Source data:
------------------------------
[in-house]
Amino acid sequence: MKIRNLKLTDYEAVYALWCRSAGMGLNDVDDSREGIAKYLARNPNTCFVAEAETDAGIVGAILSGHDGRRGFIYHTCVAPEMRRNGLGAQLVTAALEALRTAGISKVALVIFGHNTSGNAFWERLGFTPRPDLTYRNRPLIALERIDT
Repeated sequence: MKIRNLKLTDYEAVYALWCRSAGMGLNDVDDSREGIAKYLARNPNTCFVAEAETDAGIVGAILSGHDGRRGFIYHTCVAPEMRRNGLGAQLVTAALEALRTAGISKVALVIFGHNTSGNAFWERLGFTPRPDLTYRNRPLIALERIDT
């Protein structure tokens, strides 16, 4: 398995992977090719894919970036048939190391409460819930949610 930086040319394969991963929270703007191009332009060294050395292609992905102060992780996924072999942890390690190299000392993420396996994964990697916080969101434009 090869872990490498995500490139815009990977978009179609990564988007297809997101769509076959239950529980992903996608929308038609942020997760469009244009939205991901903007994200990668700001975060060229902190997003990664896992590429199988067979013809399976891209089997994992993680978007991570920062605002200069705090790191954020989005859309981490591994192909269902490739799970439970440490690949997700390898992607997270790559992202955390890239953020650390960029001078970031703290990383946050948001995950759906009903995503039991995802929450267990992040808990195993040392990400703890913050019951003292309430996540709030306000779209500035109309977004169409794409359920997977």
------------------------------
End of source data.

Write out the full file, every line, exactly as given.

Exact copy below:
[in-house]
Amino acid sequence: MKIRNLKLTDYEAVYALWCRSAGMGLNDVDDSREGIAKYLARNPNTCFVAEAETDAGIVGAILSGHDGRRGFIYHTCVAPEMRRNGLGAQLVTAALEALRTAGISKVALVIFGHNTSGNAFWERLGFTPRPDLTYRNRPLIALERIDT
Repeated sequence: MKIRNLKLTDYEAVYALWCRSAGMGLNDVDDSREGIAKYLARNPNTCFVAEAETDAGIVGAILSGHDGRRGFIYHTCVAPEMRRNGLGAQLVTAALEALRTAGISKVALVIFGHNTSGNAFWERLGFTPRPDLTYRNRPLIALERIDT
């Protein structure tokens, strides 16, 4: 398995992977090719894919970036048939190391409460819930949610 930086040319394969991963929270703007191009332009060294050395292609992905102060992780996924072999942890390690190299000392993420396996994964990697916080969101434009 090869872990490498995500490139815009990977978009179609990564988007297809997101769509076959239950529980992903996608929308038609942020997760469009244009939205991901903007994200990668700001975060060229902190997003990664896992590429199988067979013809399976891209089997994992993680978007991570920062605002200069705090790191954020989005859309981490591994192909269902490739799970439970440490690949997700390898992607997270790559992202955390890239953020650390960029001078970031703290990383946050948001995950759906009903995503039991995802929450267990992040808990195993040392990400703890913050019951003292309430996540709030306000779209500035109309977004169409794409359920997977």